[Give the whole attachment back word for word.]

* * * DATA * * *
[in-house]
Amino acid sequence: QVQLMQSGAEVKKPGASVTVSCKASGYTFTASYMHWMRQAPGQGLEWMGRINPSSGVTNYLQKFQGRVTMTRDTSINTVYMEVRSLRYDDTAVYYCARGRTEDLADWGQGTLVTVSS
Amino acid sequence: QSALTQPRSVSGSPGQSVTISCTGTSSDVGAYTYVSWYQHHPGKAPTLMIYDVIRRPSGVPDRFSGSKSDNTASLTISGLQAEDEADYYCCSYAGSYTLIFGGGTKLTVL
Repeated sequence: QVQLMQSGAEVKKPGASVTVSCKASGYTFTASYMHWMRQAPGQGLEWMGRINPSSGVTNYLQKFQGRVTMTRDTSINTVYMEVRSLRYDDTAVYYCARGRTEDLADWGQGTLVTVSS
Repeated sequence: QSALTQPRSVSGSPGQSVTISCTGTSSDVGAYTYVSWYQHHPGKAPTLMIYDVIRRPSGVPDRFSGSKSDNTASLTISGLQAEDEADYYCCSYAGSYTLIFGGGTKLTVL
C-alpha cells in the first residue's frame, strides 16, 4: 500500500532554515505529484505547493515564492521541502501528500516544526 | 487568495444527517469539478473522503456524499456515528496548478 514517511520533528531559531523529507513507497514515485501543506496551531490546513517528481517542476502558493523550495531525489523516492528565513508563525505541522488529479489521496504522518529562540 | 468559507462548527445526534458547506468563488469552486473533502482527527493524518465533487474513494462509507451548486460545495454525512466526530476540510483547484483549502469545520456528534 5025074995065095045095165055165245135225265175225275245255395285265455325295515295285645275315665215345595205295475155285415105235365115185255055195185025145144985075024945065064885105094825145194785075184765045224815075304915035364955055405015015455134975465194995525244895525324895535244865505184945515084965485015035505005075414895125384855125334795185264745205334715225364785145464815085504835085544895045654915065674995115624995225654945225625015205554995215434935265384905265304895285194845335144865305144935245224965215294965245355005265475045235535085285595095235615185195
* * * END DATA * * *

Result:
[in-house]
Amino acid sequence: QVQLMQSGAEVKKPGASVTVSCKASGYTFTASYMHWMRQAPGQGLEWMGRINPSSGVTNYLQKFQGRVTMTRDTSINTVYMEVRSLRYDDTAVYYCARGRTEDLADWGQGTLVTVSS
Amino acid sequence: QSALTQPRSVSGSPGQSVTISCTGTSSDVGAYTYVSWYQHHPGKAPTLMIYDVIRRPSGVPDRFSGSKSDNTASLTISGLQAEDEADYYCCSYAGSYTLIFGGGTKLTVL
Repeated sequence: QVQLMQSGAEVKKPGASVTVSCKASGYTFTASYMHWMRQAPGQGLEWMGRINPSSGVTNYLQKFQGRVTMTRDTSINTVYMEVRSLRYDDTAVYYCARGRTEDLADWGQGTLVTVSS
Repeated sequence: QSALTQPRSVSGSPGQSVTISCTGTSSDVGAYTYVSWYQHHPGKAPTLMIYDVIRRPSGVPDRFSGSKSDNTASLTISGLQAEDEADYYCCSYAGSYTLIFGGGTKLTVL
C-alpha cells in the first residue's frame, strides 16, 4: 500500500532554515505529484505547493515564492521541502501528500516544526 | 487568495444527517469539478473522503456524499456515528496548478 514517511520533528531559531523529507513507497514515485501543506496551531490546513517528481517542476502558493523550495531525489523516492528565513508563525505541522488529479489521496504522518529562540 | 468559507462548527445526534458547506468563488469552486473533502482527527493524518465533487474513494462509507451548486460545495454525512466526530476540510483547484483549502469545520456528534 5025074995065095045095165055165245135225265175225275245255395285265455325295515295285645275315665215345595205295475155285415105235365115185255055195185025145144985075024945065064885105094825145194785075184765045224815075304915035364955055405015015455134975465194995525244895525324895535244865505184945515084965485015035505005075414895125384855125334795185264745205334715225364785145464815085504835085544895045654915065674995115624995225654945225625015205554995215434935265384905265304895285194845335144865305144935245224965215294965245355005265475045235535085285595095235615185195